Friday, 31 August 2012

Inspiring Atheists

One of the more condescending arguments used by sufferers from religion, and ranking alongside their claim to hold a monopoly on morality for demonstrably unjustified arrogance, is that without religion we wouldn't have great works of art, music, etc., because only religion can inspire human beings to artistic creativity.

While there can be little doubt that religious subjects were often the subject of great works of art or musical composition - the breath-taking beauty of Handel's Messiah and Van Gough's "The Sower" spring to mind. (Some might struggle to see the religion in Van Gough's works but it absolutely pervades it. Look at the painting on the right. It's one of Vincent van Gough's most profoundly religious paintings, in my opinion).

I'll maybe write a blog about Atheist artists one day. This one is about Atheist composers.

It will probably come as a surprise to religion sufferers who like to pretend their co-superstitionists have a monopoly on artistic creativity that there is an enormous list of Atheist and non-believer composers, and that many of them wrote 'religious' music. Some of them, like Elgar and Mozart lost faith in later life, so whatever religious beliefs may have inspired their earlier works, they clearly never inspired them to remain religious.

This list includes many of the better-known Atheist composers and songwriters. Enjoy listening to music not inspired by superstitious belief in gods.

Giuseppe Verdi

10 October 1813 – 27 January 1901

Italian Romantic Composer

Irving Berlin

May 11, 1888 – September 22, 1989

Russian-born American composer and lyricist widely considered one of America's greatest songwriters.


Aaron Copeland

14 November 1900 – 2 December 1990

American composer, composition teacher, writer and conductor.

John Lennon

9 October 1940 – 8 December 1980

British popular musician, singer and songwriter.



Sir Edward Elgar

2 June 1857 – 23 February 1934

English classical composer
(Former Roman Catholic who became an Atheist in later life)

Wolfgang Amadeus Mozart

27 January 1756 – 5 December 1791

Austrian classical baroque composer



Ludwig van Beethoven

16 December 1770 – 26 March 1827

German composer, transitional between European Classical and Romantic.

George Gershwin

26 September 1898 – 11 July 1937

American popular songwriter and classical composer.



Johannes Brahms

7 May 1833 – 3 April 1897

German-born Romantic composer who worked in Vienna, Austria.

Ralph Vaughan Williams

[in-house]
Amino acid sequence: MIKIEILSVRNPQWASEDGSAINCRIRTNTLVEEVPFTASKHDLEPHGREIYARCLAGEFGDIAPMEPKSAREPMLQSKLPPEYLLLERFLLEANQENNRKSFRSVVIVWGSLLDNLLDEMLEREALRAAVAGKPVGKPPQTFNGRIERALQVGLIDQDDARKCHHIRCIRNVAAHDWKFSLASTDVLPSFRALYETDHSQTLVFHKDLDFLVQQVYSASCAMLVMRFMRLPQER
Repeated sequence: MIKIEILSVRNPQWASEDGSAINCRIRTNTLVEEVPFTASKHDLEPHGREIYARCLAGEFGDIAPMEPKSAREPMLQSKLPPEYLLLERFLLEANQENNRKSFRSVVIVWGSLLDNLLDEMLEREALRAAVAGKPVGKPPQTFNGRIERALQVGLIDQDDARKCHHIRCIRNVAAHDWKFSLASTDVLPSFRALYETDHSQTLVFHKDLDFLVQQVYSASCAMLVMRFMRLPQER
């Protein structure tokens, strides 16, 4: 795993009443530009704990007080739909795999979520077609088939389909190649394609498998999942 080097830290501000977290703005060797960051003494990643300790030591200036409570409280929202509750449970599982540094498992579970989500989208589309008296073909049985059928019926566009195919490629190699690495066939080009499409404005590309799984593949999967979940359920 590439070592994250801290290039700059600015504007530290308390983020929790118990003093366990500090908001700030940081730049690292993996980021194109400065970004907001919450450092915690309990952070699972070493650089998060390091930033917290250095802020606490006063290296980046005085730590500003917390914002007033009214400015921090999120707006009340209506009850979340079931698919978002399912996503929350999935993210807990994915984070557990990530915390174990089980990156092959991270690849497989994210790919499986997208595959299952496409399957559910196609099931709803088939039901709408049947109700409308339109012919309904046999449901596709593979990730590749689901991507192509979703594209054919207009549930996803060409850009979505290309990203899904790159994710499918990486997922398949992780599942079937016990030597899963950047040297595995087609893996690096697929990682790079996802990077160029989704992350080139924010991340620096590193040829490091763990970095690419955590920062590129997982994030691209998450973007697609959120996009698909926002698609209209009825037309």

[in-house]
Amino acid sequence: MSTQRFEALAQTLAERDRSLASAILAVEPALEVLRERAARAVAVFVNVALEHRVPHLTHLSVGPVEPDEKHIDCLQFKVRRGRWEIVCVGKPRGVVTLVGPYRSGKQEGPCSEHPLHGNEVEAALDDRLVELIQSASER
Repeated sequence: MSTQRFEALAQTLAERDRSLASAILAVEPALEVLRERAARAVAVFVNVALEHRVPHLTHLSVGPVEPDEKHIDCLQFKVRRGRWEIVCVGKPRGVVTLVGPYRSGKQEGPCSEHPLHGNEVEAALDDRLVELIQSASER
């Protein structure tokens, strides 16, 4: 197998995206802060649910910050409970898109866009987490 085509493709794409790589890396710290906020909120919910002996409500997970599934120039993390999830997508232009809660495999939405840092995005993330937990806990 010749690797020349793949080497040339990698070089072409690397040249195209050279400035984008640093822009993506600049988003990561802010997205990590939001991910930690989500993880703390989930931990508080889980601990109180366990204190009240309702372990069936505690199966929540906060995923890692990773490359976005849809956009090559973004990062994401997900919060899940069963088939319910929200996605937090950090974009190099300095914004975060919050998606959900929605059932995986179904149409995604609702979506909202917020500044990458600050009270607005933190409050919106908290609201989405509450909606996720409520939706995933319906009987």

12 October 1872 – 26 August 1958

English classical composer, hymn writer and collector of English folk song. Great nephew of Charles Darwin.



Maurice Ravel

7 March 1875 – 28 December 1937

French composer probably (though he denied it) influence by the Impressionist art movement.

Gioachino Rossini

29 February 1792 – 13 November 1868

Italian composer of opera, 'sacred' and chamber music.



Hector Berlioz

11 December 1803 – 8 March 1869

French Romantic composer and musical critic.

Robert Schumann

8 June 1810 – 29 July 1856

German Romantic composer and music critic



Georges Bizet

25 October 1838 – 3 June 1875

French composer, mainly operas.

Richard Strauss

11 June 1864 – 8 September 1949

German Romantic and early Modern composer.



Sergei Prokofiev

23 April 1891 – 5 March 1953

20th Century Russian composer, pianist and conductor.

Scott Joplin

c.1867 – 1 April 1917

African-American composer and pianist most noted for rag-time jazz compositions.







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3 comments :

  1. After reading about the painters, I would request your take on Blake? He's described as a religious painter but quite a lot of his work looks quite explicit to me, if not pornographic.

    ReplyDelete
  2. This post was very eloquently worded--that is, except for the run-on sentence in paragraph 2.

    Your use of the word Zealot is amusing, as you are calling out your contemporaries. Only a Zealot for atheism would lay such a beat-down on others, referring to having faith as "suffering from religion". Complete condescension. However, I take it your verbosity and "isms" are as much for reading pleasure as they are for the persecution of humans...you great humanist, you.

    Overall beautiful writing. But I'm sure by now you've realized I just couldn't help myself in commenting. It was a pleasure to read, thank you.

    ReplyDelete
    Replies
    1. No where in the blog have I used the word 'Zealot'. The rest of your substantive comment is thus redundant.

      I'm please you liked it.

      Delete

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